What a long, strange journey it's been. And having now watched every Bond movie in the last month, I can truly say that this is the Bond we have been waiting for.

I don't like it as much as Casino Royale or Goldfinger, but it's up there. There are a lot of great homages to earlier Bond films without winking at the audience. And it gives us a good story and a great performance by all of the actors involved.

Daniel Craig returns as Bond, and finds himself in Turkey tracking down a sophisticated computer hard drive containing almost all of the names of undercover agents throughout Europe stolen by a mercenary named Patrice. He is assisted by a rookie field agent named Eve, and during the fracas and a fistfight on top of a train, M orders Eve to take a sniper shot to take down Patrice. She instead misses, hits Bond in the shoulder, who plunges into the water below. He is classified as "Missing, Presumed Dead" by MI-6 and actually thinks about disappearing.

Enter Gareth Mallory (played by the always imposing Ralph Fiennes), the Head of the Commission on Intelligence and Security. After the apparent death of Bond, he wants M's head, and tells her he's going to orchestrate her resignation through a series of open hearings. But on the way back from this meeting, the MI-6 building is bombed. Bond is forced out of playing dead/resurrection to come back and solve the mystery of who is targeting them and why, and how it relates to the computer lost in Turkey.

This inevitably leads them to villain Raoul Silva, amazingly portrayed by Javier Bardem with bleach-blonde hair, a former MI-6 agent who had been captured and tortured by the Chinese and now with a vendetta against MI-6, M, and all of Britain for hanging him out to dry. Bond eventually is able to save M by taking her to his Skyfall estate, the Bond family lands in Scotland, overseen by an amazing Albert Finney, who almost steals the movie.

What's especially great in this film is the evolving relationship between Bond and M. While Judi Dench has often played M as almost a matriarchal mentor for Bond, the relationship between her and Silva borders on Oedipal and matricidal. To cement this even further, Silva even refers to M as "Mommy," making this even more disturbing. Judi Dench also delivers possibly the most important monologue in the entire film, setting up exactly what this new world of Bond is all about:

Today I've repeatedly heard how irrelevant my department has become. . . Well I suppose I see a different world than you do. And the truth is, what I see frightens me. I'm frightened because our enemies are no longer known to us. They do not exist on a map, they're not nations, they're individuals. And look around you: who do you fear? Do you see a face, a uniform, a flag? No. Our world is not more transparent now, it's more opaque. It's in the shadows, and that is where we must do battle. So before you declare us irrelevant, as yourselves: how safe do you feel? It's no small thing to say, but my late husband was a great lover of poetry, and some of it sunk in, despite my best intentions. And here today I remember this, I think, from Tennyson:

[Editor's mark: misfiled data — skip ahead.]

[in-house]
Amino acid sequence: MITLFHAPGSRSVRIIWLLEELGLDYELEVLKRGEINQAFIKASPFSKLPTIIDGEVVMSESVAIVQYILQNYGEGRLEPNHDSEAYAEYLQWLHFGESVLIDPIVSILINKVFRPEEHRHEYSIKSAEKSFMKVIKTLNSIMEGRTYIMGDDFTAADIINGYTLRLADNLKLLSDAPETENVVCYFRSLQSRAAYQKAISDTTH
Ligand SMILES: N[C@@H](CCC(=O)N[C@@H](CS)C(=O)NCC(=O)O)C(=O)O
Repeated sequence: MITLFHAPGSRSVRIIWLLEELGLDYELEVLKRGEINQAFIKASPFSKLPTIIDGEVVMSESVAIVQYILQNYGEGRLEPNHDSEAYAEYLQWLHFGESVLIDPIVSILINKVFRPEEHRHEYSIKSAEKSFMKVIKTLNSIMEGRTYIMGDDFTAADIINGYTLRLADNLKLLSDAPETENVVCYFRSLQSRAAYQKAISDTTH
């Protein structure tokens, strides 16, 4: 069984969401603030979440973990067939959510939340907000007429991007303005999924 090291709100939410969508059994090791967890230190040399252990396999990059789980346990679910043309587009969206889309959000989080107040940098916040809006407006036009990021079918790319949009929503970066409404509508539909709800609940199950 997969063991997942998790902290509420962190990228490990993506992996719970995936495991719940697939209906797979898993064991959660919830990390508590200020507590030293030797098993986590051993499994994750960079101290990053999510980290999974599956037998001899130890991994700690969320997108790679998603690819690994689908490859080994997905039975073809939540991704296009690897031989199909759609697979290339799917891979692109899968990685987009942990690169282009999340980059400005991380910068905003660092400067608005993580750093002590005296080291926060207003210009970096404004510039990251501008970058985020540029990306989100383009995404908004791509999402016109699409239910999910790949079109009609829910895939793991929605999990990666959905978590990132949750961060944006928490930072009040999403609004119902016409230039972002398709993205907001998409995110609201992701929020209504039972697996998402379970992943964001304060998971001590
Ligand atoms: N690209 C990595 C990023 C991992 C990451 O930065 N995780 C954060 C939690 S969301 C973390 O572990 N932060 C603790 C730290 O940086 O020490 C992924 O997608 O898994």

Though much is taken, much abides; and though
We are not now that strength which in old days
Moved earth and heaven, that which we are, we are...
One equal temper of heroic hearts,
Made weak by time and fate, but strong in will
To strive, to seek, to find, and not to yield.

This script is smart, it's quippy, but not overly punny or snarky. They tried to hit that sweet spot that Casino Royale did and, in the words of secret agent Maxwell Smart, "Missed it by that much." The reparte between Bond and the new Q, who looks like he's about 17, a fact which Bond throws in his face before Q tells him he can cause more damage with his laptop in his pajamas before he has his first cup of tea than Bond can in a day. It's fun. Similarly, the word association Bond does with the psychologist (seen in the trailer) is quite telling.
Psychologist: I'm going to say a word, and I want you to say the first word that comes into your head. Country?
James Bond: England.
Psychologist: Gun?
James Bond: Shot.
Psychologist: Agent?
James Bond: Provocateur.
Psychologist: Murder?
James Bond: Employment.
Psychologist: Skyfall?
[pause, no answer]
Psychologist: Skyfall?
James Bond: Done.

Aside from the script, the fingerprints of director Sam Mendes are all over this film. Like his previous work in Road to Perdition or American Beauty, he lets his actors perform and captures them incredibly well on the celluloid. It's also dark, and at times a little plodding. With Mendes, you take the good with the bad. But he's also able to deliver on some fun action pieces-- a motorcycle chase that puts Never Say Never Again to shame.  Oh, and trains, and subways. And a showdown at Bond's Skyfall estate. There's plenty of action in here for even the most braindead Expendables fan and plenty of thinky spy drama for those of us who don't drool in our popcorn.

I had even higher hopes for this film that it would be the best Bond ever. Almost, not quite. It is a strong redemption and resurrection from Quantum of Solace, but it's not quite Goldfinger. Keeping with our 30 Days of Bond rating system, I'm giving this 3 1/2 martinis and a strong recommendation to go check it out, whether you're a casual Bond fan or someone who has watched 25 Bond movies in the last month like some of us.

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